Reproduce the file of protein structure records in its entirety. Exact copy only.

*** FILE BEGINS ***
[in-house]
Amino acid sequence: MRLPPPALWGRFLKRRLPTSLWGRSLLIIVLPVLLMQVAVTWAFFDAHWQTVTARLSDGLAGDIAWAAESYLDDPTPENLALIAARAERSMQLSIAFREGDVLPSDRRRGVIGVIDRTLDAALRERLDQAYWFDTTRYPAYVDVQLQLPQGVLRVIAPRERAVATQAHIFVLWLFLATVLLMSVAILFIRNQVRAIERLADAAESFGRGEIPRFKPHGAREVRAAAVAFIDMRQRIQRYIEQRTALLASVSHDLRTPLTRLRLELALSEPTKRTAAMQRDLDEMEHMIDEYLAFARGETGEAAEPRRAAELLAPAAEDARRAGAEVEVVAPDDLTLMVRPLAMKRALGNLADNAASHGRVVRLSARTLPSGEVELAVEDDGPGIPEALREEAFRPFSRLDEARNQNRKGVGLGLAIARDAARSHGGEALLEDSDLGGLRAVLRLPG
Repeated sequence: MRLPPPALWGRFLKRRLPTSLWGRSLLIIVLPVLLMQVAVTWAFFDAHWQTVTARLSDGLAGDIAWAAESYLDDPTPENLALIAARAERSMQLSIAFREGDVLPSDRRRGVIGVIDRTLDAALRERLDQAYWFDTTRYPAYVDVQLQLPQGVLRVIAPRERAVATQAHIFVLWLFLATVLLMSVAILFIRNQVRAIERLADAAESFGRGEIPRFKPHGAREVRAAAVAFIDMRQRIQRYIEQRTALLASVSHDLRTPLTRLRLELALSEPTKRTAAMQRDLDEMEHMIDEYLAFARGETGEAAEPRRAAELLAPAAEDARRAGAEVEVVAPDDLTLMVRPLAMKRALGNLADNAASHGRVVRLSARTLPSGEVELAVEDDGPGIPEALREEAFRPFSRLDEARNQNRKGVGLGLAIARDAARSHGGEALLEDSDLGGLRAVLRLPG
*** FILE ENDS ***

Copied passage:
[in-house]
Amino acid sequence: MRLPPPALWGRFLKRRLPTSLWGRSLLIIVLPVLLMQVAVTWAFFDAHWQTVTARLSDGLAGDIAWAAESYLDDPTPENLALIAARAERSMQLSIAFREGDVLPSDRRRGVIGVIDRTLDAALRERLDQAYWFDTTRYPAYVDVQLQLPQGVLRVIAPRERAVATQAHIFVLWLFLATVLLMSVAILFIRNQVRAIERLADAAESFGRGEIPRFKPHGAREVRAAAVAFIDMRQRIQRYIEQRTALLASVSHDLRTPLTRLRLELALSEPTKRTAAMQRDLDEMEHMIDEYLAFARGETGEAAEPRRAAELLAPAAEDARRAGAEVEVVAPDDLTLMVRPLAMKRALGNLADNAASHGRVVRLSARTLPSGEVELAVEDDGPGIPEALREEAFRPFSRLDEARNQNRKGVGLGLAIARDAARSHGGEALLEDSDLGGLRAVLRLPG
Repeated sequence: MRLPPPALWGRFLKRRLPTSLWGRSLLIIVLPVLLMQVAVTWAFFDAHWQTVTARLSDGLAGDIAWAAESYLDDPTPENLALIAARAERSMQLSIAFREGDVLPSDRRRGVIGVIDRTLDAALRERLDQAYWFDTTRYPAYVDVQLQLPQGVLRVIAPRERAVATQAHIFVLWLFLATVLLMSVAILFIRNQVRAIERLADAAESFGRGEIPRFKPHGAREVRAAAVAFIDMRQRIQRYIEQRTALLASVSHDLRTPLTRLRLELALSEPTKRTAAMQRDLDEMEHMIDEYLAFARGETGEAAEPRRAAELLAPAAEDARRAGAEVEVVAPDDLTLMVRPLAMKRALGNLADNAASHGRVVRLSARTLPSGEVELAVEDDGPGIPEALREEAFRPFSRLDEARNQNRKGVGLGLAIARDAARSHGGEALLEDSDLGGLRAVLRLPG